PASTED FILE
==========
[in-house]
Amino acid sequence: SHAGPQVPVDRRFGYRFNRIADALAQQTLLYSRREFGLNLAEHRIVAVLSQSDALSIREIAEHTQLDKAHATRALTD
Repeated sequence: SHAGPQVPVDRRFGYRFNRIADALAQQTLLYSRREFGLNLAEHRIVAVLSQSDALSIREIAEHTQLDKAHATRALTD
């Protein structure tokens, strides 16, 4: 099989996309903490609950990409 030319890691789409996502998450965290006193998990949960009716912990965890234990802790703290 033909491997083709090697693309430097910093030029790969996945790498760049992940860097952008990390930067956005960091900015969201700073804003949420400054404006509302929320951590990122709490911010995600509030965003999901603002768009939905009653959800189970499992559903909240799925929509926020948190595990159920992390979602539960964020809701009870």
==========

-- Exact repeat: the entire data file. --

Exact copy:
[in-house]
Amino acid sequence: SHAGPQVPVDRRFGYRFNRIADALAQQTLLYSRREFGLNLAEHRIVAVLSQSDALSIREIAEHTQLDKAHATRALTD
Repeated sequence: SHAGPQVPVDRRFGYRFNRIADALAQQTLLYSRREFGLNLAEHRIVAVLSQSDALSIREIAEHTQLDKAHATRALTD
């Protein structure tokens, strides 16, 4: 099989996309903490609950990409 030319890691789409996502998450965290006193998990949960009716912990965890234990802790703290 033909491997083709090697693309430097910093030029790969996945790498760049992940860097952008990390930067956005960091900015969201700073804003949420400054404006509302929320951590990122709490911010995600509030965003999901603002768009939905009653959800189970499992559903909240799925929509926020948190595990159920992390979602539960964020809701009870």